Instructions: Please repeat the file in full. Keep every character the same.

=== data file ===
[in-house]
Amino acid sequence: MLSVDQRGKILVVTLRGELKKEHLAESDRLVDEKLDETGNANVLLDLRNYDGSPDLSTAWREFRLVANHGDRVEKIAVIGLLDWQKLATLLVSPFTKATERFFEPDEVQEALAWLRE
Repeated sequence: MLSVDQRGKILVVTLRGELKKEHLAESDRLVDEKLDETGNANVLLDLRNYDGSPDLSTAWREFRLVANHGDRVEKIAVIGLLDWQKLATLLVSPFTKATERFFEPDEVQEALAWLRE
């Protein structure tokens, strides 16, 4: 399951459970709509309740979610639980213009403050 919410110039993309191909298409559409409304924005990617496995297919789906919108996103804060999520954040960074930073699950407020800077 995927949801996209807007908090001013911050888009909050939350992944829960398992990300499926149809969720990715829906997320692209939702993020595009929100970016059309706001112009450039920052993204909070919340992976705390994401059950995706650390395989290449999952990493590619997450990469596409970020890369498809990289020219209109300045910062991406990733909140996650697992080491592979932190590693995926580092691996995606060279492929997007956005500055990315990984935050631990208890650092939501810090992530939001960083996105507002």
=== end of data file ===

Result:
[in-house]
Amino acid sequence: MLSVDQRGKILVVTLRGELKKEHLAESDRLVDEKLDETGNANVLLDLRNYDGSPDLSTAWREFRLVANHGDRVEKIAVIGLLDWQKLATLLVSPFTKATERFFEPDEVQEALAWLRE
Repeated sequence: MLSVDQRGKILVVTLRGELKKEHLAESDRLVDEKLDETGNANVLLDLRNYDGSPDLSTAWREFRLVANHGDRVEKIAVIGLLDWQKLATLLVSPFTKATERFFEPDEVQEALAWLRE
């Protein structure tokens, strides 16, 4: 399951459970709509309740979610639980213009403050 919410110039993309191909298409559409409304924005990617496995297919789906919108996103804060999520954040960074930073699950407020800077 995927949801996209807007908090001013911050888009909050939350992944829960398992990300499926149809969720990715829906997320692209939702993020595009929100970016059309706001112009450039920052993204909070919340992976705390994401059950995706650390395989290449999952990493590619997450990469596409970020890369498809990289020219209109300045910062991406990733909140996650697992080491592979932190590693995926580092691996995606060279492929997007956005500055990315990984935050631990208890650092939501810090992530939001960083996105507002």